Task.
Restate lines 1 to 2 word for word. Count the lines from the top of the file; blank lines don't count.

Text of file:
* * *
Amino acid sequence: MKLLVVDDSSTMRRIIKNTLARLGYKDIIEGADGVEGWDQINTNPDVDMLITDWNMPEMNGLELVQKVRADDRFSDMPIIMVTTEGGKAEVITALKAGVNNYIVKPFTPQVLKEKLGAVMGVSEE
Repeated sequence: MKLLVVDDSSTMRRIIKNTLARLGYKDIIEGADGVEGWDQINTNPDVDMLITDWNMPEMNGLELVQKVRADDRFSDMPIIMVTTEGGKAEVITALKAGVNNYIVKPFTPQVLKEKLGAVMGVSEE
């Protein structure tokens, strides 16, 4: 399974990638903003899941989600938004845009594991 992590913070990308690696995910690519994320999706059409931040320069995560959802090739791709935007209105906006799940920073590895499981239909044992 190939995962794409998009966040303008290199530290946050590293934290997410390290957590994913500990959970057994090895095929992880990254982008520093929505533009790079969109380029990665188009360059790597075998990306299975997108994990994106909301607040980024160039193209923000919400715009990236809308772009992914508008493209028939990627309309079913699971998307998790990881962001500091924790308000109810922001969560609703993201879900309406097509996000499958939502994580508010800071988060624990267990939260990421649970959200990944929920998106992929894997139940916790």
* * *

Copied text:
Amino acid sequence: MKLLVVDDSSTMRRIIKNTLARLGYKDIIEGADGVEGWDQINTNPDVDMLITDWNMPEMNGLELVQKVRADDRFSDMPIIMVTTEGGKAEVITALKAGVNNYIVKPFTPQVLKEKLGAVMGVSEE
Repeated sequence: MKLLVVDDSSTMRRIIKNTLARLGYKDIIEGADGVEGWDQINTNPDVDMLITDWNMPEMNGLELVQKVRADDRFSDMPIIMVTTEGGKAEVITALKAGVNNYIVKPFTPQVLKEKLGAVMGVSEE